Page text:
Saturday, March 2, 2013

Aimlessness of Guil and Ros's Theorizing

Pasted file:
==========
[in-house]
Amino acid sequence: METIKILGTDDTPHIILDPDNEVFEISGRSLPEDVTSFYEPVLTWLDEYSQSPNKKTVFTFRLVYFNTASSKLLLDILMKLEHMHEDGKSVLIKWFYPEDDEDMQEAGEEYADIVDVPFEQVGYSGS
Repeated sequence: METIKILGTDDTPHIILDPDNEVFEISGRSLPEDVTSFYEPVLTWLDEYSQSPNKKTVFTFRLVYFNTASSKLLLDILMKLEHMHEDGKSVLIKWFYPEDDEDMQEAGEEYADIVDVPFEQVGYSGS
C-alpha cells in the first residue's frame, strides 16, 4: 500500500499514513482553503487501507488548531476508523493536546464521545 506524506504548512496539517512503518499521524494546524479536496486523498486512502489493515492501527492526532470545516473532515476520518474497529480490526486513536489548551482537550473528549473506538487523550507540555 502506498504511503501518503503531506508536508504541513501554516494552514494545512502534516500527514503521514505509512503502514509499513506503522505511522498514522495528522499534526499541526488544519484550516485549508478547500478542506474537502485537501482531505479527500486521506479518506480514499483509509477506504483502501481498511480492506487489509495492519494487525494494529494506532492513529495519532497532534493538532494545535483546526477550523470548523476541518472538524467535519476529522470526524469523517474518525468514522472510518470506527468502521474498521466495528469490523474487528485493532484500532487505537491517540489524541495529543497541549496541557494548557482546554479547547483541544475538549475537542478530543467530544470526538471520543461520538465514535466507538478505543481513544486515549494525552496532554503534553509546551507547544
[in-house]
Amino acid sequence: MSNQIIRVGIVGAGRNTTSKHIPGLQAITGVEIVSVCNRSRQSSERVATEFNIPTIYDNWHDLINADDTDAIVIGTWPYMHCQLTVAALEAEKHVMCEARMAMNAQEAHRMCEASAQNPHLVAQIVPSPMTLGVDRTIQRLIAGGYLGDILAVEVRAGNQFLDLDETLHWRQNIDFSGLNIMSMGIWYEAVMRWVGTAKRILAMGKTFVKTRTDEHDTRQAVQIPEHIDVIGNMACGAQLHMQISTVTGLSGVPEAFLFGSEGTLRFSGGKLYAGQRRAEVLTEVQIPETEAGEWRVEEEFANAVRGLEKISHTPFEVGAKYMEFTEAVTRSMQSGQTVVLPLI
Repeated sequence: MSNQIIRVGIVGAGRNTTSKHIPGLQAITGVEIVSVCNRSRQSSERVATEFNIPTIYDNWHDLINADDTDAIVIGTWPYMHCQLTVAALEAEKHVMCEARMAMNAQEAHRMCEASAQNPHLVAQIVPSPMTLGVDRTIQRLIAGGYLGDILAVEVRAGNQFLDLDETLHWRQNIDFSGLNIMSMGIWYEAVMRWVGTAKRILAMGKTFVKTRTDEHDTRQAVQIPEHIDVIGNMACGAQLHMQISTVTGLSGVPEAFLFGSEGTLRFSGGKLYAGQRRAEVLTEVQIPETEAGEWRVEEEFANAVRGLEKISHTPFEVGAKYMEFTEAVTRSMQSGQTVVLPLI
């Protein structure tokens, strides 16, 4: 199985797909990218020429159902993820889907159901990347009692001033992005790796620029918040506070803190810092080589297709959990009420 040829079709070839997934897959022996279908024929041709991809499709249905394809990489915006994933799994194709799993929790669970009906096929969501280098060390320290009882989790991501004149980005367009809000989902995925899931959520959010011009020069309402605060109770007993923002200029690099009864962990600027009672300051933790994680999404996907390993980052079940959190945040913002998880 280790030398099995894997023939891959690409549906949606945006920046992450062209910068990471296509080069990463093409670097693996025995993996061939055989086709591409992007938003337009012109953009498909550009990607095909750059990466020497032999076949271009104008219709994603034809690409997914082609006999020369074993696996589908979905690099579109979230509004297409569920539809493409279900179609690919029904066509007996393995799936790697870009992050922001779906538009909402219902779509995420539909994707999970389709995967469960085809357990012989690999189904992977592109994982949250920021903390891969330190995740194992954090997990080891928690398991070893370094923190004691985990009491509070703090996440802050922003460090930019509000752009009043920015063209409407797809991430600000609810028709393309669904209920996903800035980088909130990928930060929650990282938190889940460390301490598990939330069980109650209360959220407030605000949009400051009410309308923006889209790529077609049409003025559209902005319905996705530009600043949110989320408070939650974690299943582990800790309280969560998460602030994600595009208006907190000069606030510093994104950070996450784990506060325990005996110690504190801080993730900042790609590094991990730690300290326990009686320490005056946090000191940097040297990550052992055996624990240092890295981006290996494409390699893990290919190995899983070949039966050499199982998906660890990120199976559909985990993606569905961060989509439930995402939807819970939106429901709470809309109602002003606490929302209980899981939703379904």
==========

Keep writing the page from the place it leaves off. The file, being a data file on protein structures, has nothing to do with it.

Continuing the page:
Rosencrantz and Guildenstern act at times like very smart men, especially in the first act, but their ideas are pointless and have no real meaning in their lives. Their curiosity about life has no direction. They either ask random questions, like why fingernails might grow after death, or worry uselessly over metaphysical ideas. Rosencrantz doesn’t seem interested in important questions. Guildenstern attempts to answer those questions by applying bizarre, inappropriate strategies. He uses a syllogism to try to determine whether they are still in reality as they know it. This kind of reasoning becomes all the more absurd when the two begin their discussion about where they are going and why. They barely remember that they were sent for by royalty, and they certainly have no idea what they will be asked to do once they get where they’re going. All of their complicated theorizing means very little when one realizes that they are completely in the dark about the simplest things. They follow orders without any knowledge of the purpose of their mission. It seems that, while they (or at least Guildenstern) would like to have some understanding of life’s mysteries, they are somehow able to largely ignore an idea so central and personal as their own fates. They skirt around major issues, focusing on the minor ones instead. An example of this is the appearance of the band: Guildenstern is so caught up in wondering about the nature of illusion that, at first, he ignores the fact that the band is not an illusion at all and is, in fact, standing right in front of him. Their surroundings or lack thereof underscore their confused mental states

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